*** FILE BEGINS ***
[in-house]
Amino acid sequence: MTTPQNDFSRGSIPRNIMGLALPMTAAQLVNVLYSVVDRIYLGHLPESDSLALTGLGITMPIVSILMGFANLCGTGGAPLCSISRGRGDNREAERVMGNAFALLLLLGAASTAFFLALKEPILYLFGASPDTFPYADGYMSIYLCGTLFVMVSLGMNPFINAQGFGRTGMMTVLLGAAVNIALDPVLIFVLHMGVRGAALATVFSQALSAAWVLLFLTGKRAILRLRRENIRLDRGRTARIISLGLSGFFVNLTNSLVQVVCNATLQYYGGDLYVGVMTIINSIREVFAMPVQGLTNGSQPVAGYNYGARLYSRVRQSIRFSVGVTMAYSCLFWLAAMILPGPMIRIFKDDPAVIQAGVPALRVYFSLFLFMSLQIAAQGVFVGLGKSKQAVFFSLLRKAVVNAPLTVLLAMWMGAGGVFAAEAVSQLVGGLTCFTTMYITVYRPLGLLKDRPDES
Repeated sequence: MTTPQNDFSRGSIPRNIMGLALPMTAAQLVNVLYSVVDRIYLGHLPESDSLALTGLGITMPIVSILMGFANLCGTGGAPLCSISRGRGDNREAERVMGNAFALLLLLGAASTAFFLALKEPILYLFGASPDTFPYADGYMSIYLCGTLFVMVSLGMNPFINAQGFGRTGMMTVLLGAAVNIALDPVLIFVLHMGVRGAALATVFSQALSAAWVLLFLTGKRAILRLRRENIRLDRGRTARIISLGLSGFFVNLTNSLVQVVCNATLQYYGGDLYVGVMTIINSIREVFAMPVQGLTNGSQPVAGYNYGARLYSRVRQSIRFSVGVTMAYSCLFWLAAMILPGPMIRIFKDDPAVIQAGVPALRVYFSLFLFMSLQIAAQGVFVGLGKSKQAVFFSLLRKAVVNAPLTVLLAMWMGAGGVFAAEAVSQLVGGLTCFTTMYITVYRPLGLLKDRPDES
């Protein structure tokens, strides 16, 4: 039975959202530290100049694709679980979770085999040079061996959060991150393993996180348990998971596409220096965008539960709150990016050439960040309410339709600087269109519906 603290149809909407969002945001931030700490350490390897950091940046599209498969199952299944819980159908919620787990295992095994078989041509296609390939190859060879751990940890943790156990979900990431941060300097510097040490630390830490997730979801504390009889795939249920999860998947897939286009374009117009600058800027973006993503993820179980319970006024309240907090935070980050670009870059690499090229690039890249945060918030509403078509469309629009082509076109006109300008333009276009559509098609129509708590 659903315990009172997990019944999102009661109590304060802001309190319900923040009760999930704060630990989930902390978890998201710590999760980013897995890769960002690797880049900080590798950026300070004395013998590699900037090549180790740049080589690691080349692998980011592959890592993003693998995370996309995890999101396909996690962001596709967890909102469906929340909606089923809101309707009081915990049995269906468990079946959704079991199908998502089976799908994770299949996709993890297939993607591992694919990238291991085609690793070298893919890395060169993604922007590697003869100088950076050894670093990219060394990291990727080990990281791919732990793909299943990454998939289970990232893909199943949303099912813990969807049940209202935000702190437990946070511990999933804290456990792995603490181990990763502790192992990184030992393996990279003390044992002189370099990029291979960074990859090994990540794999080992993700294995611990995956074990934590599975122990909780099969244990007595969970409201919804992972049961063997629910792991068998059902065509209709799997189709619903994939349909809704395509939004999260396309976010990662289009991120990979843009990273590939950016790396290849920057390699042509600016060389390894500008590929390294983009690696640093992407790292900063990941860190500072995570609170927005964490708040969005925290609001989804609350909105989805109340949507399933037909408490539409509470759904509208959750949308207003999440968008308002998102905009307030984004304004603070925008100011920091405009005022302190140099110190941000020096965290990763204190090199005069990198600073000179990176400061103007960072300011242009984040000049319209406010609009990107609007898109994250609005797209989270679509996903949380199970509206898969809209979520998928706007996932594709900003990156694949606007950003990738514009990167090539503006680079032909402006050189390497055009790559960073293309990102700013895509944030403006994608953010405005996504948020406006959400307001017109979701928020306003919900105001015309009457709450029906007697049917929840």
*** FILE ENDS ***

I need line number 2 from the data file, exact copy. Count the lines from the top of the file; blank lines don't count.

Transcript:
Amino acid sequence: MTTPQNDFSRGSIPRNIMGLALPMTAAQLVNVLYSVVDRIYLGHLPESDSLALTGLGITMPIVSILMGFANLCGTGGAPLCSISRGRGDNREAERVMGNAFALLLLLGAASTAFFLALKEPILYLFGASPDTFPYADGYMSIYLCGTLFVMVSLGMNPFINAQGFGRTGMMTVLLGAAVNIALDPVLIFVLHMGVRGAALATVFSQALSAAWVLLFLTGKRAILRLRRENIRLDRGRTARIISLGLSGFFVNLTNSLVQVVCNATLQYYGGDLYVGVMTIINSIREVFAMPVQGLTNGSQPVAGYNYGARLYSRVRQSIRFSVGVTMAYSCLFWLAAMILPGPMIRIFKDDPAVIQAGVPALRVYFSLFLFMSLQIAAQGVFVGLGKSKQAVFFSLLRKAVVNAPLTVLLAMWMGAGGVFAAEAVSQLVGGLTCFTTMYITVYRPLGLLKDRPDES